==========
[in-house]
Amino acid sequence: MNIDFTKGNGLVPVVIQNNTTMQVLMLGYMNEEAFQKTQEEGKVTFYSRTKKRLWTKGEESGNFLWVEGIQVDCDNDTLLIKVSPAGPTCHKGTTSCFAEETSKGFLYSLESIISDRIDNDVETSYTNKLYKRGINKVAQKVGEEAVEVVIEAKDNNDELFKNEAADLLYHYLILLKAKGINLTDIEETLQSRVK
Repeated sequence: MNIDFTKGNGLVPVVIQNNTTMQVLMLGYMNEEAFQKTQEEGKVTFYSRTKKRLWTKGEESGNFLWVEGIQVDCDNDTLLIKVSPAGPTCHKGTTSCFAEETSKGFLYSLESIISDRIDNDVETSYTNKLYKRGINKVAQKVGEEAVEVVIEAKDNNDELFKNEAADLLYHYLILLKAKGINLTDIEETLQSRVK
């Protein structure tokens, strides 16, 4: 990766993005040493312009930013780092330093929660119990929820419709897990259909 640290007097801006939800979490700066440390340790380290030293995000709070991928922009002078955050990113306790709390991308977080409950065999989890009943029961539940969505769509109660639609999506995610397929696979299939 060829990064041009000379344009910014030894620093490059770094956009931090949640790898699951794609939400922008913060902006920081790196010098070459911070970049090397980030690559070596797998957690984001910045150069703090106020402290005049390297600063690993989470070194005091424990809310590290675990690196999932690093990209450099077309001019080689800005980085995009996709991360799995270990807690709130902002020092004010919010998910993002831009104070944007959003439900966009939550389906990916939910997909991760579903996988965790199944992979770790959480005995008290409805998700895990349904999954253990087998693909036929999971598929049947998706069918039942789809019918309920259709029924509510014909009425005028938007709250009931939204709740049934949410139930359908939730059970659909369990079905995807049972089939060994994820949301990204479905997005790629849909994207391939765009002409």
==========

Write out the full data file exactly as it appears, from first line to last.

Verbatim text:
[in-house]
Amino acid sequence: MNIDFTKGNGLVPVVIQNNTTMQVLMLGYMNEEAFQKTQEEGKVTFYSRTKKRLWTKGEESGNFLWVEGIQVDCDNDTLLIKVSPAGPTCHKGTTSCFAEETSKGFLYSLESIISDRIDNDVETSYTNKLYKRGINKVAQKVGEEAVEVVIEAKDNNDELFKNEAADLLYHYLILLKAKGINLTDIEETLQSRVK
Repeated sequence: MNIDFTKGNGLVPVVIQNNTTMQVLMLGYMNEEAFQKTQEEGKVTFYSRTKKRLWTKGEESGNFLWVEGIQVDCDNDTLLIKVSPAGPTCHKGTTSCFAEETSKGFLYSLESIISDRIDNDVETSYTNKLYKRGINKVAQKVGEEAVEVVIEAKDNNDELFKNEAADLLYHYLILLKAKGINLTDIEETLQSRVK
């Protein structure tokens, strides 16, 4: 990766993005040493312009930013780092330093929660119990929820419709897990259909 640290007097801006939800979490700066440390340790380290030293995000709070991928922009002078955050990113306790709390991308977080409950065999989890009943029961539940969505769509109660639609999506995610397929696979299939 060829990064041009000379344009910014030894620093490059770094956009931090949640790898699951794609939400922008913060902006920081790196010098070459911070970049090397980030690559070596797998957690984001910045150069703090106020402290005049390297600063690993989470070194005091424990809310590290675990690196999932690093990209450099077309001019080689800005980085995009996709991360799995270990807690709130902002020092004010919010998910993002831009104070944007959003439900966009939550389906990916939910997909991760579903996988965790199944992979770790959480005995008290409805998700895990349904999954253990087998693909036929999971598929049947998706069918039942789809019918309920259709029924509510014909009425005028938007709250009931939204709740049934949410139930359908939730059970659909369990079905995807049972089939060994994820949301990204479905997005790629849909994207391939765009002409």